Army Sgt. Daniel Vigil said, “I really can say I’m privileged to work for the people of Nicaragua and I hope I can do a job that they’ll be happy with and that they can use this clinic for many years to come.”

The civil affairs team is frequently called to intervene when something unexpected occurs on a jobsite.  On this day, the engineers accidentally knocked over a tree near a house abutting the construction project.  The Marines were asked to ensure everything was all right, and remove the fallen branches.  While there, the mother asked if there was anything they could do for her three-year-old girl, whose foot was injured and infected after it got cut in the spokes of a tricycle. 

 

The Marines called on the Army medic at the construction site to clean and bandage the cut.  They also encouraged the young mother to take her child to the Medical Readiness Exercise (MEDRETE) being conducted the next day at Palo Grande. Over 10 days, Navy Operational Health Support Unit Great Lakes planned to treat up to 5,000 people at three different sites in the area as part of New Horizons.

 

The Marines jumped back into their dusty camouflaged-green Humvee and headed over to the town of Cristo Salvo where the 49th Engineers of Salt Lake City were building a new school. The day before, Parvis met with the governor of Chinandega and his top engineer to plan how soldiers could tap into the main water line.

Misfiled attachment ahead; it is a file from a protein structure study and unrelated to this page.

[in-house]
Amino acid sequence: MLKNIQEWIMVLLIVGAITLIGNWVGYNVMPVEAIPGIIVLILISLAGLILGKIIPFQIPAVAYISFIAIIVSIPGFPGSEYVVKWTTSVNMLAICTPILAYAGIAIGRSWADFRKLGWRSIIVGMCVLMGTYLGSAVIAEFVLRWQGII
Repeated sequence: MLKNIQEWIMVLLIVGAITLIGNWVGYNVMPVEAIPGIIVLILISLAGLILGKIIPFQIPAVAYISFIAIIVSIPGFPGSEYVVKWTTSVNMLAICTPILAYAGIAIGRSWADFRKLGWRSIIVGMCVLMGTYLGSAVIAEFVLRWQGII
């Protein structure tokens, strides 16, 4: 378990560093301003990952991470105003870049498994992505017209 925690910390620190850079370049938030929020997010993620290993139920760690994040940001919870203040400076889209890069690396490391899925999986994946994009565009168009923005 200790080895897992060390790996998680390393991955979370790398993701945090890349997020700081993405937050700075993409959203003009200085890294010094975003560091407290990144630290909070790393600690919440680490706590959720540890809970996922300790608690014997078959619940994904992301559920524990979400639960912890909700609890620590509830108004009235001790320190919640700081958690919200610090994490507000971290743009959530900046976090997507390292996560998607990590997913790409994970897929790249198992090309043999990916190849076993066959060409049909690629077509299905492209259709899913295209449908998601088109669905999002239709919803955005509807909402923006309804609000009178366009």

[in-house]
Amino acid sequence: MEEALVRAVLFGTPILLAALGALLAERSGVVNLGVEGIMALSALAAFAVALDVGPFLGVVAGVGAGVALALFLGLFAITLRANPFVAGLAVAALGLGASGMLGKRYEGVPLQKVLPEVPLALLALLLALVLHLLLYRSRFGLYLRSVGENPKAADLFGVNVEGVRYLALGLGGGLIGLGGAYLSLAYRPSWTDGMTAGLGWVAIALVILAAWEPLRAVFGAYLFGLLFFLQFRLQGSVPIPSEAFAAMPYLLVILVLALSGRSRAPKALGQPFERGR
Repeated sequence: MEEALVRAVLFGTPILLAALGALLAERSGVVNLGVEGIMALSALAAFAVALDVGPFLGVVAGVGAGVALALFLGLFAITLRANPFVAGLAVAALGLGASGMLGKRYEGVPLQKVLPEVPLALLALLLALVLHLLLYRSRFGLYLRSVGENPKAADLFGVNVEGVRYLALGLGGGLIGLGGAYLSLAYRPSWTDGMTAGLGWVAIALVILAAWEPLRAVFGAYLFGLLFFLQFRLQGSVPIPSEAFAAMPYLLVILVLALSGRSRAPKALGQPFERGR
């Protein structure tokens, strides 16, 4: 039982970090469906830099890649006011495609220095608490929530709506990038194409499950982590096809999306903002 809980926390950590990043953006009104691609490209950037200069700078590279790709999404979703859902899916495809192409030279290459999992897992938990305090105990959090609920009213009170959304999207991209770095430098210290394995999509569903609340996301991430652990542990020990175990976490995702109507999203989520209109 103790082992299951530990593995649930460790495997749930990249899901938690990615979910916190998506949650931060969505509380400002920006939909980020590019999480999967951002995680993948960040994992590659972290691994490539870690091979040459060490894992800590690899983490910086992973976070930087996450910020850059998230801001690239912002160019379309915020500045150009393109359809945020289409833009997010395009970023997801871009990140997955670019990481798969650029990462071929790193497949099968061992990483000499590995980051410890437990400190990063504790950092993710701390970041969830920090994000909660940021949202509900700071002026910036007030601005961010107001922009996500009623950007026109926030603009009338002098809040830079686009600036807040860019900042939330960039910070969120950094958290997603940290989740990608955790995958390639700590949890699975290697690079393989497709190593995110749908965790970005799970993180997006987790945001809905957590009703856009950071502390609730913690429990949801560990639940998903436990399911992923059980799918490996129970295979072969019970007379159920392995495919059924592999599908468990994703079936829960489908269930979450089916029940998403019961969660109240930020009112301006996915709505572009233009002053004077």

“This is all just coordination,” he said. “A lot of our job is liaison work between the two nations.”

 

Their work done in Cristo Salvo, the Marines piled into their vehicle, this time to travel across 40 kilometers of bad road over winding hills to arrive at Escuela Ruben Dario in Cinco Pinos. As the Humvee pulled up to the school, 50 students dressed in the school uniform of white shirts and blue skirts or slacks came running to the fence, eyes wide as they saw the Marines with boxes of gifts for the school. Teachers gathered the children together in the middle of the courtyard, lined up by grade – first through fourth –  and they patiently waited for the boxes to be unloaded.

 

Maria Esther Pozo, director of the school, thanked the Marines and explained that school supplies are hard to come by because most of the family farmers in the area grow just enough food to feed themselves. Notebooks, pencils, math and science books, scissors, tape and crayons were handed to every child. 

Major Carlos Barrios, commander of a Nicaraguan Army civil affairs detachment, accompanied the Marines from the 4th CAG as they delivered the donations. He explained the actions would help smooth relations between the U.S. military and the Nicaraguan rural population.

 

“It doesn’t just help these kids,” he said. “It helps whole families. What the Marines have done here is a very noble act.”

 

At the end of the day, the Marines realize that their job is to help as many people as they can with the limited resources they have.  During New Horizons 2005, the Marines expect to distribute thousands of textbooks, notepads and pencils, hundreds of student desks and teacher’s tables, soccer balls, baseball supplies, toys, clothes, shoes, medical supplies for the clinics, and one piano.  

 

“An exercise like New Horizons provides training that can’t be found in a classroom,” Parvis said.  “We get to practice civil affairs in the real world, but in a non-hostile environment.  At the end of the day, we can also have the satisfaction of helping people.”